The reason that the Pyramid Texts have been misunderstood is that there were complex rules for the expression of all ideas and scientific observation. Of course an even greater but less visible cause is that the referents for most of the more complex ideas and words are missing. We translate a word as “snake” or “boat” but don’t realize that the first might not be a legless reptile and the second might not travel on water any more than a mortar boat or a ‘57 Chevy does today. Without the proper referents it is simply impossible to communicate. It is utterly impossible to understand the PT without referents. Rather than seeking these referents by context within the PT scholars have inserted definitions and ideas from later times for the exact same words. It makes the PT clumsy and incomprehensible. It makes it the earliest version of the books of magic from which they yanked the definitions of the terms.
Then rather than take this book of magic which they themselves created as distinct they apply it across the board to the entire culture and along with information and objects found in tombs present the entire Egyptian culture in these terms. We have been presented a vary warped and inaccurate picture of these people and their beliefs. We have applied these inaccuracies even to the reasons and means by which the great pyramids were built. We have assumed these people were changeless and inert from the earliest days and were obsessed with death and the afterlife without ever considering most of what we know was improperly analyzed after being ripped from tombs. The living culture doesn’t survive because they lived in the valley and there are very few objects which can be found under many meters of sediment. This was a vibrant and living culture with a living and vibrant science and it has been mistaken for people obsessed with death and moribund by religious beliefs.
Their “Bible” doesn’t survive except in bits and fragments of ancient literature and a few chapter headings in the PT itself but this work would have been more equivalent to the Handbook of Chemistry and Physics then to a prayer book. It contained the philosophical ideas that formed the basis of observational science. It likely also contained some results and even numerical tables. It almost certainly had a lot of information about stone.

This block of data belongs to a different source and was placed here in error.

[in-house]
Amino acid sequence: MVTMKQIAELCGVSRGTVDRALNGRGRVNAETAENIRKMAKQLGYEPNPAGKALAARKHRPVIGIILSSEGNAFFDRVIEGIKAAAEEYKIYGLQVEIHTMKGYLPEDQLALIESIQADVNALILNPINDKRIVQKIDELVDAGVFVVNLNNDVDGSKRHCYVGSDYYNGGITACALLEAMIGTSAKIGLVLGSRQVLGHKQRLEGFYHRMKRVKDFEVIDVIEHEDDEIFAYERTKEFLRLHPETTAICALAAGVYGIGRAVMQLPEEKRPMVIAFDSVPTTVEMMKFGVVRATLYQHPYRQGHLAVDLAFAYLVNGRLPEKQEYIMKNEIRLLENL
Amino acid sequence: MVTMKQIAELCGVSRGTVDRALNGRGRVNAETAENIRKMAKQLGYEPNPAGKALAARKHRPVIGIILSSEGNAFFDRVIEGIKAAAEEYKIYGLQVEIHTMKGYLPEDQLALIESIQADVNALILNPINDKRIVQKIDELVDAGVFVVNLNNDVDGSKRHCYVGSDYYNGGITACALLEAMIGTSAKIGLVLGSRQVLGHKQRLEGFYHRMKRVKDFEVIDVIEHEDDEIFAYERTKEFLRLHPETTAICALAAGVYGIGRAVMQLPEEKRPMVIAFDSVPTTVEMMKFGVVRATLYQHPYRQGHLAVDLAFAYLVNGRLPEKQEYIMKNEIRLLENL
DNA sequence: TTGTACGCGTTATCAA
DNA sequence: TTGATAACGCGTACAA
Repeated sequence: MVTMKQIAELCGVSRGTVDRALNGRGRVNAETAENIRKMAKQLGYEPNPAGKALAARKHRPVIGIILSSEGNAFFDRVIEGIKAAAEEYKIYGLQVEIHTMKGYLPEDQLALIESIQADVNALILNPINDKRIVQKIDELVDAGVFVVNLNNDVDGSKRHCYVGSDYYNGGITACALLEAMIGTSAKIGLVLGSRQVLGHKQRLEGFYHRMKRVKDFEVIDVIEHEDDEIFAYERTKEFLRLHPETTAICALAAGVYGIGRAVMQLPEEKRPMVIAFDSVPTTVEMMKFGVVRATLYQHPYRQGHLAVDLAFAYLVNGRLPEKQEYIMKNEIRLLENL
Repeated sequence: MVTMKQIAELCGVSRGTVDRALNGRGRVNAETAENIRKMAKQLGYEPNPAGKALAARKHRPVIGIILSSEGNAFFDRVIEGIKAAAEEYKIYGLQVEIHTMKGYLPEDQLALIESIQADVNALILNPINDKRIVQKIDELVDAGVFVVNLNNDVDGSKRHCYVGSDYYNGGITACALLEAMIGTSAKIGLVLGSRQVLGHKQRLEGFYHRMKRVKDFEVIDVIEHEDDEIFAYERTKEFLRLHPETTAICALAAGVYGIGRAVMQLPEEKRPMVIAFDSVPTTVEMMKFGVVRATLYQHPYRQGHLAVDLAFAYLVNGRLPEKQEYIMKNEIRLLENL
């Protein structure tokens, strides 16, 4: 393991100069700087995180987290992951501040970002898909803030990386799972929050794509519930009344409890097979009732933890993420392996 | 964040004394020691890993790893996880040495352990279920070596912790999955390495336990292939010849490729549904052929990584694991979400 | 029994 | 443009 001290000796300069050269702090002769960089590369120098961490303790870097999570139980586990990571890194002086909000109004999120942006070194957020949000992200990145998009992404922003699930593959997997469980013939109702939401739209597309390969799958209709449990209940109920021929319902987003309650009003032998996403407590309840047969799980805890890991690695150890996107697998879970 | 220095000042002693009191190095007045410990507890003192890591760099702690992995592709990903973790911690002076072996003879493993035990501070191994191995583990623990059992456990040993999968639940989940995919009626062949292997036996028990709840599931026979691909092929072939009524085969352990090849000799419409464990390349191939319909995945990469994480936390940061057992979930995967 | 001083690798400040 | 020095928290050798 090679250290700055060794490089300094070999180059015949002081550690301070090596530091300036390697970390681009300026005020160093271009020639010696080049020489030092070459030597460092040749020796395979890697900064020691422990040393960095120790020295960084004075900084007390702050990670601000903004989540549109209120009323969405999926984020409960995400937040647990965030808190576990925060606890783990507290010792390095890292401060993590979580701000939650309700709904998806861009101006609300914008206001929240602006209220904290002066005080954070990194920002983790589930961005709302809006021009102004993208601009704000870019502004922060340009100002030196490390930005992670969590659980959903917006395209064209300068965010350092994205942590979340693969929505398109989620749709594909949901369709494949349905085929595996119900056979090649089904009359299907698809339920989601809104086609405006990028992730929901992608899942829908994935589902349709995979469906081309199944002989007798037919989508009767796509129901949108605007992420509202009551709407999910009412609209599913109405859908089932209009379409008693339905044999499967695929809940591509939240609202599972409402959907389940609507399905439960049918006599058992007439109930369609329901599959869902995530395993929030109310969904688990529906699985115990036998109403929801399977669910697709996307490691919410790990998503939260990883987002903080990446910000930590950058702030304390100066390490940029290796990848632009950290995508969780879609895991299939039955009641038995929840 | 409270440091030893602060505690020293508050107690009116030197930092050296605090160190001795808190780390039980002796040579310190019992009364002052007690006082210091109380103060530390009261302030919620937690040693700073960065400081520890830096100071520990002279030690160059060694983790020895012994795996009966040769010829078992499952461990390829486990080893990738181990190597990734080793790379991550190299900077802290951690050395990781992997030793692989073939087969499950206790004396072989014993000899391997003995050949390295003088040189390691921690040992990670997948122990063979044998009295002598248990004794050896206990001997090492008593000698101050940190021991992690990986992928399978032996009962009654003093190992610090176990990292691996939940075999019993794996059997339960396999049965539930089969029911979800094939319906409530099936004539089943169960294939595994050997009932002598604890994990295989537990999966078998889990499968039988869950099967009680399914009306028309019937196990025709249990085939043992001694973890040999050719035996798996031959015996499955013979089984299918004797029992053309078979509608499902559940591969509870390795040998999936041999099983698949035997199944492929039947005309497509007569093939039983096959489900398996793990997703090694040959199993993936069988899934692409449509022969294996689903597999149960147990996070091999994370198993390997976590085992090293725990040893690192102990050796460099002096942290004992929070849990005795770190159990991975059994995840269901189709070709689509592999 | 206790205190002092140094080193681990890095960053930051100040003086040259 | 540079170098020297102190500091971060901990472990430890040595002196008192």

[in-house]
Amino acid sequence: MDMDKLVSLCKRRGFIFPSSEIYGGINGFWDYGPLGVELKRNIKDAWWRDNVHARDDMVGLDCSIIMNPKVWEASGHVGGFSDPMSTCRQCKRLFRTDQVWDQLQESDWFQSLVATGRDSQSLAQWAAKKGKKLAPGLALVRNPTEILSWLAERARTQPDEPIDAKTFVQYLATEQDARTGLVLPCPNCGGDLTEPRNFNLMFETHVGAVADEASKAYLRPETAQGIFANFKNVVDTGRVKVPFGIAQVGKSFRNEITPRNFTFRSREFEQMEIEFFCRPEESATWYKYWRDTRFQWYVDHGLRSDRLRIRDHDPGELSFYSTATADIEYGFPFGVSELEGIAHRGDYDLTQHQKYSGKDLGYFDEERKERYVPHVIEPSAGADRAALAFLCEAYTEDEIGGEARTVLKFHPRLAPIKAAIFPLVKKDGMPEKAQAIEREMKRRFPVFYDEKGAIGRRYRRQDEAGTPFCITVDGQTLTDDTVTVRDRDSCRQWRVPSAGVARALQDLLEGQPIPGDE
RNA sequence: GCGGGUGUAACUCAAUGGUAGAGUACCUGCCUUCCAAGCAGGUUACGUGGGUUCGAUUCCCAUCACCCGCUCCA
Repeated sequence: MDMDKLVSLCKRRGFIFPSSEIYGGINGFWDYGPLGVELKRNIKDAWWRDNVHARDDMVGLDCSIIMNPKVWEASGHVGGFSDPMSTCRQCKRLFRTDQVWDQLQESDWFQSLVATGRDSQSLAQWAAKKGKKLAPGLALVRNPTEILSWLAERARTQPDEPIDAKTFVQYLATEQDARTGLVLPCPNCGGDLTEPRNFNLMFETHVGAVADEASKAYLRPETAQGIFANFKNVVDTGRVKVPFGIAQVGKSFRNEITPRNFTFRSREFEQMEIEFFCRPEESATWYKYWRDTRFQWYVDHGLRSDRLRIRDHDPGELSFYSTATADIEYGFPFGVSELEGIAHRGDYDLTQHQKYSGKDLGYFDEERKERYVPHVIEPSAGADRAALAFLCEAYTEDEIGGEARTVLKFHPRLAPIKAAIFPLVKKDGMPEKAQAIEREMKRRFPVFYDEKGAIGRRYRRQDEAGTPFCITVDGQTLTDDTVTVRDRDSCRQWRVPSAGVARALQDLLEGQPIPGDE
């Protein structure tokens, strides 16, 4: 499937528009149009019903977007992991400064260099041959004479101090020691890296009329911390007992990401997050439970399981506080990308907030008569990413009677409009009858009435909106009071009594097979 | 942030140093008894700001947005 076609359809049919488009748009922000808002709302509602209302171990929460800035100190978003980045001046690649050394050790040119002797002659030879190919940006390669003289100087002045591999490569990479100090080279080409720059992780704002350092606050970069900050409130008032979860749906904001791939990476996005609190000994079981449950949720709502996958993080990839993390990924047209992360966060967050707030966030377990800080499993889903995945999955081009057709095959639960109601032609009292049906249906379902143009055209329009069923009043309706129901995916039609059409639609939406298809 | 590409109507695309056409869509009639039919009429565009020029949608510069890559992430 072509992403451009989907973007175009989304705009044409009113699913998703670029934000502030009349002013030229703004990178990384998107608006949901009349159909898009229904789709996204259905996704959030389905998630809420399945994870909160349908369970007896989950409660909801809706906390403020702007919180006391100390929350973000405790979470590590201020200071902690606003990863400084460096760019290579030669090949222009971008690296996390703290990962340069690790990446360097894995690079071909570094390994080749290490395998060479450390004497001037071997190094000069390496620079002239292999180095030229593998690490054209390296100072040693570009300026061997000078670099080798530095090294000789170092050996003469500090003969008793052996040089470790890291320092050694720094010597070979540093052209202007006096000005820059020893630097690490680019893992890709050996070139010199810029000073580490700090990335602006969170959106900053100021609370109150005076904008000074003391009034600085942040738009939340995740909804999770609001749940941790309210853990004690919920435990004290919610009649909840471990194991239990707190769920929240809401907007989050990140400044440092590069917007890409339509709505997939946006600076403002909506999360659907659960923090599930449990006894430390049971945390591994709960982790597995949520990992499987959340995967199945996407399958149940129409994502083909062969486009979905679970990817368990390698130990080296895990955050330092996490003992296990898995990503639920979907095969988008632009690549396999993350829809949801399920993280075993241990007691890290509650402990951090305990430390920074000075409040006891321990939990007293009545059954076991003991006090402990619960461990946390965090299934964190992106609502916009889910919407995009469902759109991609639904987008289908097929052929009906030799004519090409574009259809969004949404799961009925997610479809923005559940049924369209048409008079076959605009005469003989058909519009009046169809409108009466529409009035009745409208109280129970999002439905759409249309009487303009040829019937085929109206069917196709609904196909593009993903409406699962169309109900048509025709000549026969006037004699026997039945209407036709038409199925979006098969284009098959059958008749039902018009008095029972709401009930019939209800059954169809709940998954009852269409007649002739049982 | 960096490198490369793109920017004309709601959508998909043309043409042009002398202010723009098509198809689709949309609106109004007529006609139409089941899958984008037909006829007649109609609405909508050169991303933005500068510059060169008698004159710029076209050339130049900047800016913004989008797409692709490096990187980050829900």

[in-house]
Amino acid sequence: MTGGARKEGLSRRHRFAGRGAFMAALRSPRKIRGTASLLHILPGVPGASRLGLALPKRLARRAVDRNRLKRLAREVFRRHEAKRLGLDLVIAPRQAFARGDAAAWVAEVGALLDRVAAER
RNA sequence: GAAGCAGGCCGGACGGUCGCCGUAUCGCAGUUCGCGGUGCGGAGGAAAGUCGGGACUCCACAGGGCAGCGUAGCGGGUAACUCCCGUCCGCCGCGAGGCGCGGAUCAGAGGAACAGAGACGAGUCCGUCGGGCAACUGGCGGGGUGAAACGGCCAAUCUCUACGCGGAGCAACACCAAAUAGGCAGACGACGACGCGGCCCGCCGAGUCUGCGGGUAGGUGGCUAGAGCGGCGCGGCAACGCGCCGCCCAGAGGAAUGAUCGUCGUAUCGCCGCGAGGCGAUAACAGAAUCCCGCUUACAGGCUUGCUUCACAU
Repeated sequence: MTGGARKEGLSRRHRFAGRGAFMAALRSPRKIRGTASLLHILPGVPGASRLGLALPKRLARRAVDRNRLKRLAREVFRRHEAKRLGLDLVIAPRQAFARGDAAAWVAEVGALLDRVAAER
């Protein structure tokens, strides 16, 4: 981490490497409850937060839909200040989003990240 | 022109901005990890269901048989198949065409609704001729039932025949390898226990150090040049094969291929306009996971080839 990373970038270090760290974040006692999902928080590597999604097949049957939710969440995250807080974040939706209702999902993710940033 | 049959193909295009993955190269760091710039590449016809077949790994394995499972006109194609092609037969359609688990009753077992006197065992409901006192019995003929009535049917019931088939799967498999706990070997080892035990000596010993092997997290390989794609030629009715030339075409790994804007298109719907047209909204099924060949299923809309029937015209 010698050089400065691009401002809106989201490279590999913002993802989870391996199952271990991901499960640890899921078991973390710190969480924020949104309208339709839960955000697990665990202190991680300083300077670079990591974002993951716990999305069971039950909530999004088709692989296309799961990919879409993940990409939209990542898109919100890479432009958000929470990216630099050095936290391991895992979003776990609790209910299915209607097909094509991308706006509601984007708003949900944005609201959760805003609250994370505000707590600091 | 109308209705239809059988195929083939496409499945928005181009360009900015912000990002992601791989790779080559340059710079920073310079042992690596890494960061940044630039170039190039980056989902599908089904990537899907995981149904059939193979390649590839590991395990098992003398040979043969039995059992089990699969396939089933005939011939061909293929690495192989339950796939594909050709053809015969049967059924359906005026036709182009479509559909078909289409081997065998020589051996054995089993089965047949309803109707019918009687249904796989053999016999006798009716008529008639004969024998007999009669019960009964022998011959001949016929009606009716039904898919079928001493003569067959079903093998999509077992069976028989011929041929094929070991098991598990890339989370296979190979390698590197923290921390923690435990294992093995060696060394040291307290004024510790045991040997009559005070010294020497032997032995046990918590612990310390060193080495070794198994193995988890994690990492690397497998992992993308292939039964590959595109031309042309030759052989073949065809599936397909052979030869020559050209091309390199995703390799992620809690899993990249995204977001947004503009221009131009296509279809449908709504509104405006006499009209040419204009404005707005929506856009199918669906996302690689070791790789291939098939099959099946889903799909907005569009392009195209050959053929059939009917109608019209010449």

These people were very down to earth. They were a part of nature and considered themselves a part of nature. They expressed themselves in “natural” terms and thought in natural terms. Their Gods, their “neters” were aspects of nature and were depicted with things from nature with man being the largest component of this depiction in most cases. To the Egyptians everything was in balance because man was the observer and the Gods the actors. The Gods were “true of voice” because the Gods were created in man’s image and language itself reflected nature; it reflected the neters. Their language was misunderstood because these ideas were not readily apparent. Their sentence structure and rules of grammar were also heavily influenced by their beliefs and trust in nature. One could “pray” for an outcome or event but one could not assign characteristics to natural processes. Unlike us they knew that as time went by their understanding would grow and evolve so saying something like the sun is round was a “sacrilege”. They would instead say “the sun (Re’) in its (his) name of that which is round “ or refer to the great circle that sets in the west. There are numerous such rules and conventions and these I’ll save for a later post. When they described a thing or process that had no defined God they would compare it to plants or animals. They were exceedingly keen observers and this especially applied to their observations of flora and fauna. Even the most delicate nuance of the behavior of animals was noted and used to describe things from everyday life. They simply didn’t think or express themselves as modern people do. Where we have virtually infinite ways to express any thought no matter how complex and risk being wholly misunderstood, they had a very limited number of ways to express any idea. Any idea could be expressed but there was a single “proper” way to say it and the more learned a man was the more closely he could approximate this ideal. Sentences could become quite complex and only learned people might understand them. Those who didn’t take the meaning would hear gobblety gook.